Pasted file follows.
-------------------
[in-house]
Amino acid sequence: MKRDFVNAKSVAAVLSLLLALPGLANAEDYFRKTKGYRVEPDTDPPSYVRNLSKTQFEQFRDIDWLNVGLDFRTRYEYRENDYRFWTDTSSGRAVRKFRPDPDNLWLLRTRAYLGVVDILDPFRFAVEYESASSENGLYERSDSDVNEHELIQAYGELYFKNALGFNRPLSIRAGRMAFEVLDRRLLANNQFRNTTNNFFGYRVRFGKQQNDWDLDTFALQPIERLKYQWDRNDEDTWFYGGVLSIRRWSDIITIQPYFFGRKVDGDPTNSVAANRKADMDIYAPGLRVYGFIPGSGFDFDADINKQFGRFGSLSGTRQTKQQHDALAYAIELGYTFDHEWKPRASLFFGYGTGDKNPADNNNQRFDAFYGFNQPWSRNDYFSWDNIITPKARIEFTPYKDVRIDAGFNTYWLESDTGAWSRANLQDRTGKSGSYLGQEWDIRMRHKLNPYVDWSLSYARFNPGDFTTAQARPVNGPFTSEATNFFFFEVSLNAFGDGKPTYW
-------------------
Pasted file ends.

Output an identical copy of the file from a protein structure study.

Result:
[in-house]
Amino acid sequence: MKRDFVNAKSVAAVLSLLLALPGLANAEDYFRKTKGYRVEPDTDPPSYVRNLSKTQFEQFRDIDWLNVGLDFRTRYEYRENDYRFWTDTSSGRAVRKFRPDPDNLWLLRTRAYLGVVDILDPFRFAVEYESASSENGLYERSDSDVNEHELIQAYGELYFKNALGFNRPLSIRAGRMAFEVLDRRLLANNQFRNTTNNFFGYRVRFGKQQNDWDLDTFALQPIERLKYQWDRNDEDTWFYGGVLSIRRWSDIITIQPYFFGRKVDGDPTNSVAANRKADMDIYAPGLRVYGFIPGSGFDFDADINKQFGRFGSLSGTRQTKQQHDALAYAIELGYTFDHEWKPRASLFFGYGTGDKNPADNNNQRFDAFYGFNQPWSRNDYFSWDNIITPKARIEFTPYKDVRIDAGFNTYWLESDTGAWSRANLQDRTGKSGSYLGQEWDIRMRHKLNPYVDWSLSYARFNPGDFTTAQARPVNGPFTSEATNFFFFEVSLNAFGDGKPTYW